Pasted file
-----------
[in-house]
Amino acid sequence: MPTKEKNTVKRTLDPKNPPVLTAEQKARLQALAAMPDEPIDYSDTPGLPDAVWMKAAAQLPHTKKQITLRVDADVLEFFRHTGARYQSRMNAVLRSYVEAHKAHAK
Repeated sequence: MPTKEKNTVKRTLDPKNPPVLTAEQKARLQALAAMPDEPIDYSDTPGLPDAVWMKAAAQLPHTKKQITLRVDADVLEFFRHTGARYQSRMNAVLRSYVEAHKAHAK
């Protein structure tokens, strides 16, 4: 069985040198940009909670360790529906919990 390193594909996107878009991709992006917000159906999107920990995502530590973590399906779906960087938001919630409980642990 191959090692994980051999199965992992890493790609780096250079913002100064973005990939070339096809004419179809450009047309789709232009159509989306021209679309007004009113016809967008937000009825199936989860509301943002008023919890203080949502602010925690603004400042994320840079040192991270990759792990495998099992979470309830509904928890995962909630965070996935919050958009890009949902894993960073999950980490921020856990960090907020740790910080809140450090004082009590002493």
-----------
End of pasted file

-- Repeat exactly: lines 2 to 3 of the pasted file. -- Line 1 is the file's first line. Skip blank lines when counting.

Amino acid sequence: MPTKEKNTVKRTLDPKNPPVLTAEQKARLQALAAMPDEPIDYSDTPGLPDAVWMKAAAQLPHTKKQITLRVDADVLEFFRHTGARYQSRMNAVLRSYVEAHKAHAK
Repeated sequence: MPTKEKNTVKRTLDPKNPPVLTAEQKARLQALAAMPDEPIDYSDTPGLPDAVWMKAAAQLPHTKKQITLRVDADVLEFFRHTGARYQSRMNAVLRSYVEAHKAHAK